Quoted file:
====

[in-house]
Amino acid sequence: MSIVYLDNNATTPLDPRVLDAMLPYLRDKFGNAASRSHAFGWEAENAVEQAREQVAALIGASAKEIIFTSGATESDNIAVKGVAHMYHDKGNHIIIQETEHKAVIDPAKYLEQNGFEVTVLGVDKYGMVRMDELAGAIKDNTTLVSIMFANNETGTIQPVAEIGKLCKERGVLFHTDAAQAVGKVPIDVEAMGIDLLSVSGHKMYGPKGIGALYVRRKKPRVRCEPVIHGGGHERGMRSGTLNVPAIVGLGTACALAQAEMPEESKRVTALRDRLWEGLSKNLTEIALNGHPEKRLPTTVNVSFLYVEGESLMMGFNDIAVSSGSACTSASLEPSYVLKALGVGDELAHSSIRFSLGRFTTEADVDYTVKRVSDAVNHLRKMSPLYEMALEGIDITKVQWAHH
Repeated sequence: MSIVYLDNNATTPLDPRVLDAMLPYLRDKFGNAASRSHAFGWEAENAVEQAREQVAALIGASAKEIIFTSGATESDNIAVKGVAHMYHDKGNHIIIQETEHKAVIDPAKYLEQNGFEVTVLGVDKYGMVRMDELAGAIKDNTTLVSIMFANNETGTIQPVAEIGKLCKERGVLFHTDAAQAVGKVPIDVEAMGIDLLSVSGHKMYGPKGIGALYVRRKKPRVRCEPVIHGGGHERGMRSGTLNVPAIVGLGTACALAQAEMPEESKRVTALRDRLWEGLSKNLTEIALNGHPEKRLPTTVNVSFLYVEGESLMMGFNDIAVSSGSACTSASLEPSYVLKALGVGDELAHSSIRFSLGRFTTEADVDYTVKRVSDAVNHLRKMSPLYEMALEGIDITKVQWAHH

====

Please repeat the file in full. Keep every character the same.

[in-house]
Amino acid sequence: MSIVYLDNNATTPLDPRVLDAMLPYLRDKFGNAASRSHAFGWEAENAVEQAREQVAALIGASAKEIIFTSGATESDNIAVKGVAHMYHDKGNHIIIQETEHKAVIDPAKYLEQNGFEVTVLGVDKYGMVRMDELAGAIKDNTTLVSIMFANNETGTIQPVAEIGKLCKERGVLFHTDAAQAVGKVPIDVEAMGIDLLSVSGHKMYGPKGIGALYVRRKKPRVRCEPVIHGGGHERGMRSGTLNVPAIVGLGTACALAQAEMPEESKRVTALRDRLWEGLSKNLTEIALNGHPEKRLPTTVNVSFLYVEGESLMMGFNDIAVSSGSACTSASLEPSYVLKALGVGDELAHSSIRFSLGRFTTEADVDYTVKRVSDAVNHLRKMSPLYEMALEGIDITKVQWAHH
Repeated sequence: MSIVYLDNNATTPLDPRVLDAMLPYLRDKFGNAASRSHAFGWEAENAVEQAREQVAALIGASAKEIIFTSGATESDNIAVKGVAHMYHDKGNHIIIQETEHKAVIDPAKYLEQNGFEVTVLGVDKYGMVRMDELAGAIKDNTTLVSIMFANNETGTIQPVAEIGKLCKERGVLFHTDAAQAVGKVPIDVEAMGIDLLSVSGHKMYGPKGIGALYVRRKKPRVRCEPVIHGGGHERGMRSGTLNVPAIVGLGTACALAQAEMPEESKRVTALRDRLWEGLSKNLTEIALNGHPEKRLPTTVNVSFLYVEGESLMMGFNDIAVSSGSACTSASLEPSYVLKALGVGDELAHSSIRFSLGRFTTEADVDYTVKRVSDAVNHLRKMSPLYEMALEGIDITKVQWAHH